Supporting points in academic essays show up in body paragraphs and consist of facts, data, observations, reasoning, analysis, quotes, examples—basically, anything used to show that the thesis is true. If something overheard by a couple of skateboarders in a coffee shop makes your point perfectly, heck, go ahead and throw it into the mix.
If you’re using external sources in your paper, you’ll incorporate these ideas into the body paragraphs and explain how they support your own points. If you’re not required to use external sources, or if the essay you are writing will be a timed in-class essay (better hurry before the last of that sand drops through the hourglass), then you can draw support for your ideas “with reasoning and examples taken from your readings, studies, experience, or observations,” as the SAT puts it. Look at us, quoting the SAT. Somebody is gunning for brownie points.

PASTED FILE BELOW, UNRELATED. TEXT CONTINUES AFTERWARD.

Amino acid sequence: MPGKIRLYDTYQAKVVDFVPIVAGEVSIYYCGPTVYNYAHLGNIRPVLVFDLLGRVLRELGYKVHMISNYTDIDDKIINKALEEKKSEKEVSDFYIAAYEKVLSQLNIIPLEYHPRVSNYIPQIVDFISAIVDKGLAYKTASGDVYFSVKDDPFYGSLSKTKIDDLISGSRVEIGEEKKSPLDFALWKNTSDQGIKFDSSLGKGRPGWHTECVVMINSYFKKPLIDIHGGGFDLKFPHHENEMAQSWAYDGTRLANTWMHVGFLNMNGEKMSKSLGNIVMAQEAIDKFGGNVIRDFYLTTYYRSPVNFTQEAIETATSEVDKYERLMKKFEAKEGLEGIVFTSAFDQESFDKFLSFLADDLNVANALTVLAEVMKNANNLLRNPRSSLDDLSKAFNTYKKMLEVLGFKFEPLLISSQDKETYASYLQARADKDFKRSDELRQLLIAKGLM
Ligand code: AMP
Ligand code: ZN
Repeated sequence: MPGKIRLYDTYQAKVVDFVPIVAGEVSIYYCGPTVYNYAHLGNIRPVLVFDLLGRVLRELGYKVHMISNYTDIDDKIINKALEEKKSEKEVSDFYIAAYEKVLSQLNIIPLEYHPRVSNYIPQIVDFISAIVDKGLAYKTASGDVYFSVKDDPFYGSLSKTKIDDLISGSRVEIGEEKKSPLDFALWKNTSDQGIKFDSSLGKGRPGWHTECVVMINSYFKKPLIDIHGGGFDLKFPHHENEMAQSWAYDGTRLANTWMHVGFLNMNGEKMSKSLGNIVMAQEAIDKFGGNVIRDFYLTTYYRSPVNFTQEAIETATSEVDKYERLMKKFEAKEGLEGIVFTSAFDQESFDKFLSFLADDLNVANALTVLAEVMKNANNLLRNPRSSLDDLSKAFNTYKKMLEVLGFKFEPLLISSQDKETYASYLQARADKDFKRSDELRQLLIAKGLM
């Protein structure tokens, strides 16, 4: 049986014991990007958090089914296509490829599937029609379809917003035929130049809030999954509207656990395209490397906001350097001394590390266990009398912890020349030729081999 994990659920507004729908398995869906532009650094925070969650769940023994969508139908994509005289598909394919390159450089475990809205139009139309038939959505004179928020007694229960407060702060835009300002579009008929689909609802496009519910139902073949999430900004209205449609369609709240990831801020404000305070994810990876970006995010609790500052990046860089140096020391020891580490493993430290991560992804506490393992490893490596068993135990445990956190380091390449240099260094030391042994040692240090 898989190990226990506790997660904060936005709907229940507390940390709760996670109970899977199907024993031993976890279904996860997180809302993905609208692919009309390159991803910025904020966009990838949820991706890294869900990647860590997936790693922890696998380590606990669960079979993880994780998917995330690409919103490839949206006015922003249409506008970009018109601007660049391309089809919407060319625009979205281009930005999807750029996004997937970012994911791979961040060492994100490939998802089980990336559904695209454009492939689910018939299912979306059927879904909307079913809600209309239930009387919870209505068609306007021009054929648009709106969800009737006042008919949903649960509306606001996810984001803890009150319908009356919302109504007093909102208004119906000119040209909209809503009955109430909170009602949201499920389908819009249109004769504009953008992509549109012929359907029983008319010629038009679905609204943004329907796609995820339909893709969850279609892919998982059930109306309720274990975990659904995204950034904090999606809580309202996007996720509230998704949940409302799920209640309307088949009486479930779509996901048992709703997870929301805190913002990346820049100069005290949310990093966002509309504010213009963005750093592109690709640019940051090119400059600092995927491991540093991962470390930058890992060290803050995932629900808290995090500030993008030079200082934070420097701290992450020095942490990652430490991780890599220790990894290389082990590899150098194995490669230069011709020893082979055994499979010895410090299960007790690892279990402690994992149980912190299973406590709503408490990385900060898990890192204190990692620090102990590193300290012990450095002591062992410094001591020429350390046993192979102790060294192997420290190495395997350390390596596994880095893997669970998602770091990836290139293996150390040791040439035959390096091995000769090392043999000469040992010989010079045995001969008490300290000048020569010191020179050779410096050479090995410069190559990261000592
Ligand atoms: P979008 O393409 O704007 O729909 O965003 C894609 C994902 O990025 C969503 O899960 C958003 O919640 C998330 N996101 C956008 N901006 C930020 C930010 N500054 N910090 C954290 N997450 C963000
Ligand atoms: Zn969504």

Usually, you’ll have a minimum of three body paragraphs in your essay, with each paragraph expanding on one point of support. You can arrange your body paragraphs in one of the following orders, depending on the quality of your supporting points: best-great-good or good-great-best or great-good-best. Personally, we’re partial to the last arrangement.